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Never Scene It
Long Beach native Chris Schlarb is that rare local musician (composer and producer) who transcends scenes, sounds—even media. His Sounds Are Active label chronicled the LA/OC avant-noise scene with the 40 Bands in 80 Minutes DVD two years ago, while his solo project Twilight & Ghost Stories and free-jazz duo I Heart Lung sell out gigs in New York and receive shout-outs from National Public Radio. More recently, Schlarb scored the Swedish video game NightSky (sublimely) and recorded a Christmas album with his wife and two kids. This year, he’ll be producing a 7-inch with Mike Watt and members of the Widow Babies called Rare Grooves. His next gig, though, is arguably his most offbeat: lecturing Wednesday at Cal State Long Beach.
OC Weekly: How does a guy with his studio in his dining room wind up lecturing as a visiting composer?
Chris Schlarb: Well, I was invited to talk for an hour for their Composers’ Colloquium. The irony for me, of course, is that the only college I ever tried to get into told me I needed to take guitar lessons.
Well, let’s talk about that. You have a discography, which looking at it, appears as accomplished as it does pretentious—I mean, Ikey Owens, okay, but Wilco’s Nels Cline, some dudes from Philip Glass’ ensemble, Dirty Projectors. It’s so—Kronos Quartet-y.
I just want to work. I want to learn. I want to improve. If that means working with a young band and helping them arrange and produce a record or if that means spending a few days getting schooled by someone like Cooper-Moore, then that’s what I’ll do.
Cooper-Moore is a jazz musician and teacher in New York. In 2008, he put a U.S. tour together, and I contacted him right away about setting up a show in Long Beach. He wound up staying with my family for a few days and just taught me about music. We would walk around Long Beach, walk in 4/4 time, and count out subdivisions in perfect time with each other.
Do you have any formal training?
I started playing guitar when I was about 14 and ended up playing in the gospel choir at [David Starr] Jordan High School [in Long Beach]. I was playing with different gangsta rap groups and doing R&B gigs with the choir band. That’s how I learned to play music. Eventually, I helped start Create (!), and we’d improvise 45-minute sets playing free jazz, hip-hop, Michael Jackson covers, heavy metal, whatever.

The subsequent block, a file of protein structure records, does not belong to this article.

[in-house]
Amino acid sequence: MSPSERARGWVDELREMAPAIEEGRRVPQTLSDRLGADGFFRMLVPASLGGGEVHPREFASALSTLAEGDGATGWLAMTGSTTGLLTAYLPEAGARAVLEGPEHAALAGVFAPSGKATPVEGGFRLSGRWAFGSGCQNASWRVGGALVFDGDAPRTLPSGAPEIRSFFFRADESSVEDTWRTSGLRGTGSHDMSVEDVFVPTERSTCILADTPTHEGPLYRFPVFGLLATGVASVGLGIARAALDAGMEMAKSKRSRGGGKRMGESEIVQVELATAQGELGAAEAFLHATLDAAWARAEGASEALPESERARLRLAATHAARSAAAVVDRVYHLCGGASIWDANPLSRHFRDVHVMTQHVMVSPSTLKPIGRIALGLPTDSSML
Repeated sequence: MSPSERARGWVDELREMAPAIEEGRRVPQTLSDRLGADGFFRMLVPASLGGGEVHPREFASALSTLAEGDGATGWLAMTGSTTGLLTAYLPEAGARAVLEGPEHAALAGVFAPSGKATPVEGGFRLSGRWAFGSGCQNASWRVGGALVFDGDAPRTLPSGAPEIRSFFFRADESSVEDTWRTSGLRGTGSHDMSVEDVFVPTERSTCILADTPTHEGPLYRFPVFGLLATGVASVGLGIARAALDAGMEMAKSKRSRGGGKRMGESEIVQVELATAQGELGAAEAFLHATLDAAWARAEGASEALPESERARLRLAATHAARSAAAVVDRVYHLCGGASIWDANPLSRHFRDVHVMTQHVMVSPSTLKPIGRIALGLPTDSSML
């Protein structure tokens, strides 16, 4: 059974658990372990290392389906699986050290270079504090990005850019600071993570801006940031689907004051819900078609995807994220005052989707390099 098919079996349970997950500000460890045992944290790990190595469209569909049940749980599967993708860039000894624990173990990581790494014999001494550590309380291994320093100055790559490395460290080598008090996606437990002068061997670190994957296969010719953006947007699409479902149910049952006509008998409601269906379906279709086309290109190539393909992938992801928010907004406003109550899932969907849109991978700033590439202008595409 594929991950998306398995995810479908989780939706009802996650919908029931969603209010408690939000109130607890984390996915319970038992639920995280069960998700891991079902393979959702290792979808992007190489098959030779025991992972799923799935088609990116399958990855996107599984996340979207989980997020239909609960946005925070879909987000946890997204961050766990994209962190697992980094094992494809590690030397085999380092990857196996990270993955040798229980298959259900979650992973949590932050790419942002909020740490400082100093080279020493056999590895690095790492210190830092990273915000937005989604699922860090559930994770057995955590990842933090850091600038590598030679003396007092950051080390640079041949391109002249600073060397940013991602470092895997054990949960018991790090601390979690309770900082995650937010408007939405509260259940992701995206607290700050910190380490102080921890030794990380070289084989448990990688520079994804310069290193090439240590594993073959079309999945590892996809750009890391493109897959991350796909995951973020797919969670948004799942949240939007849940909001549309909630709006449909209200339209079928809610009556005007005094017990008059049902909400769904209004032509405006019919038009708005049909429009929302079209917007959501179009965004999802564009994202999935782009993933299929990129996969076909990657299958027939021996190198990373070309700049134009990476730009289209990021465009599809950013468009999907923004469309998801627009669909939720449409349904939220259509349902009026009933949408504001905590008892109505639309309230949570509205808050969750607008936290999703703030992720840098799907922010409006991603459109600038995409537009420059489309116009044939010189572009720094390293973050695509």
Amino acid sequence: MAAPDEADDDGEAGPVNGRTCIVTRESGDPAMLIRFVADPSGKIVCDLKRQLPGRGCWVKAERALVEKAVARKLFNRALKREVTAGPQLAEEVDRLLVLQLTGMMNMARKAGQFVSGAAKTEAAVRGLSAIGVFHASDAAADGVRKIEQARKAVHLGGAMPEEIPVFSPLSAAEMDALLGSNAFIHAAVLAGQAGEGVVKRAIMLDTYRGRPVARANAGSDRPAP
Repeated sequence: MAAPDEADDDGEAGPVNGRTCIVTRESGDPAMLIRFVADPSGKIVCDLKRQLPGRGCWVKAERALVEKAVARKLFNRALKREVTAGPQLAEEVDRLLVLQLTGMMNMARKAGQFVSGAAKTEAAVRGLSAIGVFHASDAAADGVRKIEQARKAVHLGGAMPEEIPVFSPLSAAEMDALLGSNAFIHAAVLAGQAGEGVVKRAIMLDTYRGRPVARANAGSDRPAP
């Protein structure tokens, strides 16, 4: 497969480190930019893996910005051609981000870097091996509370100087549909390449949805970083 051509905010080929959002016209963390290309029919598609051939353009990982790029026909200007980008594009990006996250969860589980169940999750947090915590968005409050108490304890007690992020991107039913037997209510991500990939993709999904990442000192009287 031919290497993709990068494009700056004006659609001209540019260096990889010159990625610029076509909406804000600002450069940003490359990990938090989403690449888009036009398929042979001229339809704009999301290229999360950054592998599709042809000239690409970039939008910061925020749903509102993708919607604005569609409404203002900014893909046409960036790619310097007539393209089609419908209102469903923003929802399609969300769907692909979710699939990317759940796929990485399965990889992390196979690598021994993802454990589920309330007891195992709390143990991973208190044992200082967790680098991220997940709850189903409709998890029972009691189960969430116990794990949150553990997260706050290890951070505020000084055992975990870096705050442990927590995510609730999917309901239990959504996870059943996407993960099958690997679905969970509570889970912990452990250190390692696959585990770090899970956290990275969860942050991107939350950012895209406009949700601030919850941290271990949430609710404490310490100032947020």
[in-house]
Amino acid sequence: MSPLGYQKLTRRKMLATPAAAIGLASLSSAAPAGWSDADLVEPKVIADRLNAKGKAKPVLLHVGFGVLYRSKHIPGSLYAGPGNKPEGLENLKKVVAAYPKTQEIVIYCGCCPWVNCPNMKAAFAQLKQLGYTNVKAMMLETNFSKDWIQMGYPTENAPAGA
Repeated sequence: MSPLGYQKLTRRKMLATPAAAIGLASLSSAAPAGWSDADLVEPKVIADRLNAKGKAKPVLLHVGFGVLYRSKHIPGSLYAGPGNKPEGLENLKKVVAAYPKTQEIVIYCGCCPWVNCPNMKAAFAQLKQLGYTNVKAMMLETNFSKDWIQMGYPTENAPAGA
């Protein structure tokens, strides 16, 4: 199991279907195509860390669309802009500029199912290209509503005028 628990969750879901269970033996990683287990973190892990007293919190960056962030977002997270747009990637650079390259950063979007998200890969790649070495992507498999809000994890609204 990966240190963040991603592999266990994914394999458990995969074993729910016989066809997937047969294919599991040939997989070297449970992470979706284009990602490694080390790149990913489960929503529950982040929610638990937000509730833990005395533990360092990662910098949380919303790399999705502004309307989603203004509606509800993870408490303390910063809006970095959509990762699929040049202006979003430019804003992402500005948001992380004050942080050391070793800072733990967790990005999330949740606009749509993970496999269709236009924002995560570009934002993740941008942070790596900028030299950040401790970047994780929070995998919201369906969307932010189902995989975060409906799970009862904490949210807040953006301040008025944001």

Where do you see yourself fitting in (or not) with the Orange County scene? There’s a kind of willful obscurity to your career, but it’s pretty damn accomplished.
I never think about my place in the landscape. I just keep my head down and get my work done. I don’t create music in search of approval. I’ve got a little bit of a chip on my shoulder about that, I think. Maybe that’s part of why I never went to college for music. Also, probably part of why I started my own label: No one could reject me.
So what are you going to talk about at this lecture?
I’m going to talk to them about doing instead of thinking. I know a lot of people who have their heads so filled up with theory that they can’t express themselves artistically. Sometimes you need to get out from behind the computer or the staff paper and just do something. Then do something else. Throw yourself into strange situations.
Like score a video game? How’d that come about?
Nifflas [Nicklas Nygren], the Swedish creator of the game, was a fan of Twilight & Ghost Stories.
So you kind of went into it as a quote-unquote composer?
Well, I did buy a keyboard just for it, but after working on all these different collaborative projects, I really stripped everything down. A lot of it is just guitar, very simple, very melodic. Lots of atmosphere. It might also be the best music I’ve ever written.
Chris Schlarb speaks as part of Cal State Long Beach’s Composers’ Colloquium, Building C402, CSULB, 1250 Bellflower Blvd., Long Beach, (562) 985-4781, www.csulb.edu/~music/comp_theo/colloquium.html. Wed., 3 p.m. Free and open to the public.